By Jim Phillips, Bruce Chapman, David Stevens
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Additional info for Between State and Market: Essay on Charities Law and Policy in Canada
Those working full-time tend to donate less than those working part-time. Those who are married or living common-law are more likely to donate than those who are single, separated, divorced, or widowed, and they also make generous contributions. They are outperformed, however, at least in terms of amounts donated, by widows and widowers. Volunteering The most recent statistics on Canadians’ volunteering behaviour appeared in Statistics Canada’s National Survey on Donating, Volunteering and Participating (1997).
1998. Individual tax-filers earn a tax credit for their donations equal to 17 per cent of the first $250 claimed and 29 per cent of any amount beyond $250 up to a maximum amount of 75 per cent of personal income. 5 billion). See ccra, Tax Statistics on Individuals: 1997 Edition, which analyses individual tax returns for 1995. The median is often used instead of the average, or mean, as the most representative statistic. It is the middle amount, meaning that precisely half of all donors gave less than the median and half gave more.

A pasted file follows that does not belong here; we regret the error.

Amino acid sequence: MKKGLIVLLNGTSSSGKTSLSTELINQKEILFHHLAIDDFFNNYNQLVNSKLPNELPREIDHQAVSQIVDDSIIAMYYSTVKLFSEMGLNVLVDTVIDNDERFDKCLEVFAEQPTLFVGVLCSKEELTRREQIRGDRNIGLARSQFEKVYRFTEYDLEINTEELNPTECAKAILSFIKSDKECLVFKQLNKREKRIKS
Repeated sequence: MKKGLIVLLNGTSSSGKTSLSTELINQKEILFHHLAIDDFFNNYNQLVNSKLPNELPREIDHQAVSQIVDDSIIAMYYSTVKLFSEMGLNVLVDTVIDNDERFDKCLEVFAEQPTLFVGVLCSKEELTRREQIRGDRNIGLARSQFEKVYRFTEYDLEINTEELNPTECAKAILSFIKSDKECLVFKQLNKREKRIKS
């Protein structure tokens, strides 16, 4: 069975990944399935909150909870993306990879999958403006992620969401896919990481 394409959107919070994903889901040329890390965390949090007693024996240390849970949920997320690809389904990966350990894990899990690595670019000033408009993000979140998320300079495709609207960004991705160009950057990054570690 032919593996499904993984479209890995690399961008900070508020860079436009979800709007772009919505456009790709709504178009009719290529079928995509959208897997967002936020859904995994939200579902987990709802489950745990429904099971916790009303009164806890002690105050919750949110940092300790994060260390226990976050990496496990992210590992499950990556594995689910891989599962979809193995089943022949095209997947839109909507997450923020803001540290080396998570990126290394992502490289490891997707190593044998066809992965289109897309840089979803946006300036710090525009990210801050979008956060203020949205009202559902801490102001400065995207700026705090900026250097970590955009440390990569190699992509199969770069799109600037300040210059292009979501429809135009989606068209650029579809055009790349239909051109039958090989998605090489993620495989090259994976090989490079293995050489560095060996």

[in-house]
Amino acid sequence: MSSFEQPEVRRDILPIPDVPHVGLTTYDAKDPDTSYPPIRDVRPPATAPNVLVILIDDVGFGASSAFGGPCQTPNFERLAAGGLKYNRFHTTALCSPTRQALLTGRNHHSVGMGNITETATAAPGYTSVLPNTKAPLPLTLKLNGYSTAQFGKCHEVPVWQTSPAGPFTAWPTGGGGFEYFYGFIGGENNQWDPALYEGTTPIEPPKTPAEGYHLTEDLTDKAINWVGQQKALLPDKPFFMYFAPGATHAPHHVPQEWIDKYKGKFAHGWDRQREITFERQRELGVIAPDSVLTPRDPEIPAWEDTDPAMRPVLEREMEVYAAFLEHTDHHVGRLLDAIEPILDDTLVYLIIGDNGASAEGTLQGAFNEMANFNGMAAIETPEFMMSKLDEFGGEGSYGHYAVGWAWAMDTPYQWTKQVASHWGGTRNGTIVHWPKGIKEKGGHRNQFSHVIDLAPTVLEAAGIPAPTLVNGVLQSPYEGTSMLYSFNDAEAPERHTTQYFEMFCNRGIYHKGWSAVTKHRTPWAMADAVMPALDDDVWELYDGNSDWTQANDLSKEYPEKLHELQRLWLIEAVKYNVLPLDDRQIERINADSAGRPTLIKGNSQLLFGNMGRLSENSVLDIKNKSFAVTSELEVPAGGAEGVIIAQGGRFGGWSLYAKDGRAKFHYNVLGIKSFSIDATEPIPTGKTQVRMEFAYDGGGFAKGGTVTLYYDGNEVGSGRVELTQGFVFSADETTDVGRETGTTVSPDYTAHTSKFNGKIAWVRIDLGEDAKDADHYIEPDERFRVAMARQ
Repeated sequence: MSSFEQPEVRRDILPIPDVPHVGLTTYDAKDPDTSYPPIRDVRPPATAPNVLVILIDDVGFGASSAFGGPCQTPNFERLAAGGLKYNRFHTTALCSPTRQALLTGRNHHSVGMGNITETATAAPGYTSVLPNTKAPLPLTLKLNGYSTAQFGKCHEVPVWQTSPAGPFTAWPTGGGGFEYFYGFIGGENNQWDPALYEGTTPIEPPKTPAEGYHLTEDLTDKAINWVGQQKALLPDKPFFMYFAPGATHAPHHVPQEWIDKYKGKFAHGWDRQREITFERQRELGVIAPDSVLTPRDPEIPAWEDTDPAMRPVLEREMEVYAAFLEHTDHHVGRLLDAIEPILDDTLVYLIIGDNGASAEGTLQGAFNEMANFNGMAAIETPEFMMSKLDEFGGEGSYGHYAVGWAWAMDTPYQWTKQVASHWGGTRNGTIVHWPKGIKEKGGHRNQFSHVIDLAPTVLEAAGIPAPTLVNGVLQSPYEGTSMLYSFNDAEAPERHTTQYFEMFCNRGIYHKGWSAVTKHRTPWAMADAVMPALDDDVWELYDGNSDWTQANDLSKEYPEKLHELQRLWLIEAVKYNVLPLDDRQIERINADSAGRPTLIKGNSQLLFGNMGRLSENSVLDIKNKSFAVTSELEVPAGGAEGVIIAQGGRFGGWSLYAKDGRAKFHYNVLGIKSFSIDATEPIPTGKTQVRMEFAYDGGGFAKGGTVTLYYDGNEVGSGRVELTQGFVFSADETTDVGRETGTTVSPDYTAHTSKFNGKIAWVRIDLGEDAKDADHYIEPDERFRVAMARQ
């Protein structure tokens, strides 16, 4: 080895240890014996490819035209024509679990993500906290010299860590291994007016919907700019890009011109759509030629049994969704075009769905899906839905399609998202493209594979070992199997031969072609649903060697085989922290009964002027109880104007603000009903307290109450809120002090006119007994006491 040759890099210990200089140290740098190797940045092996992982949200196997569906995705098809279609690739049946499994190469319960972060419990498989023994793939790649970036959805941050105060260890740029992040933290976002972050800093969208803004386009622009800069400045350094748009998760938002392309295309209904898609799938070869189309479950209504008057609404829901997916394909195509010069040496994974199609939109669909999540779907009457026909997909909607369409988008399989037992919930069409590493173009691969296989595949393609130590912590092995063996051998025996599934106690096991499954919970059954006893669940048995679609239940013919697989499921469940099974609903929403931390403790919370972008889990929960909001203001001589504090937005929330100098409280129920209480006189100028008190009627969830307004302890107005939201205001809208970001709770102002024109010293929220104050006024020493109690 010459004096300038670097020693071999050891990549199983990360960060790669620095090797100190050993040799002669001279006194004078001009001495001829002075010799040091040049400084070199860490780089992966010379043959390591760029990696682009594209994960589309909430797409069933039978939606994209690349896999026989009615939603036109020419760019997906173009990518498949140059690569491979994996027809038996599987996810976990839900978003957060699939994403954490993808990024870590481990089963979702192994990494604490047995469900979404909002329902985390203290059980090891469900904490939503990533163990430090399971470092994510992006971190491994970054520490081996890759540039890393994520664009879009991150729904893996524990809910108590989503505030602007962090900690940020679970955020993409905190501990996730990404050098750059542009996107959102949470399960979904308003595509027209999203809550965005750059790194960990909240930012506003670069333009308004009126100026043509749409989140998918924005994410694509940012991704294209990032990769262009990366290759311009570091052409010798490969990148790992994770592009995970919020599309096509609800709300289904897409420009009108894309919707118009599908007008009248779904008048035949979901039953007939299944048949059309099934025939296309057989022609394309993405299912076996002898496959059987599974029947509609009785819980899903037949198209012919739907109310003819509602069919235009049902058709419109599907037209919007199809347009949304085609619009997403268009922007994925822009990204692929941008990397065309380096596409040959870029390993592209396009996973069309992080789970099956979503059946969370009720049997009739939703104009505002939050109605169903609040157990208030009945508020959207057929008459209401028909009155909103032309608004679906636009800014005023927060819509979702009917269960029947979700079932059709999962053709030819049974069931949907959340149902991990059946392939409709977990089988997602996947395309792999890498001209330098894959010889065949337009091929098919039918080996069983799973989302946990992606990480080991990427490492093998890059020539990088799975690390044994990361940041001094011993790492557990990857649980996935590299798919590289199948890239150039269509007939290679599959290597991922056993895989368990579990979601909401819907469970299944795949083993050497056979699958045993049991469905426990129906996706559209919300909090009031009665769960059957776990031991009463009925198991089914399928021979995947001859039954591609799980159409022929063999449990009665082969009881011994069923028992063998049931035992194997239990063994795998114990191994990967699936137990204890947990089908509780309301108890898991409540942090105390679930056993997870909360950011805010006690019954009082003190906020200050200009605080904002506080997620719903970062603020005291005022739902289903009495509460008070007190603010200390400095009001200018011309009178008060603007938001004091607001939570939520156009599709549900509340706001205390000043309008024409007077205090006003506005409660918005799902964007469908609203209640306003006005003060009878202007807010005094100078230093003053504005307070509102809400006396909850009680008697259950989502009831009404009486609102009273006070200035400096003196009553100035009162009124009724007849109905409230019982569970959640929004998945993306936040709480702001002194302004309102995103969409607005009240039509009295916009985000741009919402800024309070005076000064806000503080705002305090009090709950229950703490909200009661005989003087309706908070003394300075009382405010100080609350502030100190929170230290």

30 The survey devoted considerable attention to what prompted people to become involved in volunteering. For each volunteer event that a respondent reported, the survey asked how that person became involved. The answer in 44 per cent of all cases was that someone in the organization asked him or her to volunteer. 31 More than half of all volunteers (57 per cent) said that they volunteer for only one organization. Only 7 per cent volunteered for more than three organizations. 32 Three-quarters of all volunteer events and more than three-quarters of all volunteer hours related to five types of charity.
Between State and Market: Essay on Charities Law and Policy in Canada by Jim Phillips, Bruce Chapman, David Stevens